Sunday, January 1, 2012

Limping Into 2012

If could go back in time and have a conversation with myself from 4 days ago, it would go something like this:

Brian from the past: "Hey man."

Brian from the present: "What's up?"

"Things are going great! Just got back from Asheville, going for a run at the track at UNC."

"Of course you are... you sure you need to be doing track work right now... didn't you run 10 yesterday up and down the side of a mountain?"

"Yup. I've never felt better. Not sore at all."

"And before Asheville?"

"Let's see... Monday did 9 back in Salisbury around all of my old stomping grounds..."

"And you hammered the last few miles didn't you?"

"Yeah, I was feeling strong, wanted to see how fast I could do that last loop around the neighborhood."

"Brilliant... you didn't need to do that, did you? ... and before that?"

"Jog around my parent's neighborhood on Christmas Day because I needed to get out of the house... 12 the day before... really felt good at the end of that one, finished on the track with a great last mile, 16 at Uwharrie the day before that..."

"Whoa, hold on. So you're pushing 60 miles this week? And almost every run was either ridiculously hilly or a tempo run at the end?"


"And when was the last time you were close to 60 miles in a week?"

"Um... college, maybe... and that was probably just once."

"College... that was a different you... no injuries, sleeping until the afternoon, no hangovers... you were practically indestructible then. By the way, I just want to point out your mileage the week before was just over 40 a week..."

"I see where you're going with this..."


About 8 miles into my long run on Friday, I had a sense something wasn't quite right. I was out with my friend Bob and we had just come off our water stop on Kerley Road a few miles off Duke West. My left foot hit the asphalt and I felt a tinge of pain shoot through the bottom outside, just near the base of the little toe. I immediately ran off to the side of the road onto the mud, but continued running, dismissing the feeling and hoping it would just go away. It felt a little better on the soft surface, but not great. We were at the furthest point away from our starting point, Bob's house in Trinity Park, so I didn't even think about stopping, but just to keep going and make it back at a reasonable pace.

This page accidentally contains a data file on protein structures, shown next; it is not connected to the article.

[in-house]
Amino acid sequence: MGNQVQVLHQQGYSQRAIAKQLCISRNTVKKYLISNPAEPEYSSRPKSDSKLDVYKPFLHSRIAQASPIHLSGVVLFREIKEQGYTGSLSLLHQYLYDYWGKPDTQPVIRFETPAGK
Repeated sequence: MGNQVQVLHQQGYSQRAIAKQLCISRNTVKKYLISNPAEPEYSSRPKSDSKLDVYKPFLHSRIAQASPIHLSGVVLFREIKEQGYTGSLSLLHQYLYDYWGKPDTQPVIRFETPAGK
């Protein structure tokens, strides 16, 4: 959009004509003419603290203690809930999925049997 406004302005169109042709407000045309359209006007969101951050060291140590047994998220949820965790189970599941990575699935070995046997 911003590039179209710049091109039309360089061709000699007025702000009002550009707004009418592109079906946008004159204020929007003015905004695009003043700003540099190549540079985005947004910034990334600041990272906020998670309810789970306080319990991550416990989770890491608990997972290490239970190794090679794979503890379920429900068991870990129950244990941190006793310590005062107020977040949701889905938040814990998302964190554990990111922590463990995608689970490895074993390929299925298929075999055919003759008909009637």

I stayed on the grass and the next few miles were on dirt trail through Duke Forest. The pain was more of a dull ache at this point, and it wasn't getting any worse, until we stopped for water again at 12. I told Bob something didn't feel quite right... and sure enough going up the steep grade up to the Washington Duke I felt like someone was stabbing me in the bottom of my foot with a knife every time my left foot hit the ground. I walked up the hill, we crossed 751, and I tried to run again... and it was a no go. I could barely walk now. This wasn't good.
Above: where it hurts (view from bottom)
Not exactly Renoir, but better than an actual picture of my foot

Alternate angle, if looking at in mirror

I sent Bob ahead and he graciously said he would get his car and pick me up. I limped over to campus, having something like the conversation above in my head, and immediately thought of all the races I signed up for and all the awful cross training I'll be doing through the winter now when the NC weather is perfect for long runs (it was over 60 yesterday and sunny). The winter is what we get as reward for suffering through July and August, and it seemed now as if I'd be missing a good bit of the few months of the year where running weather is reasonable.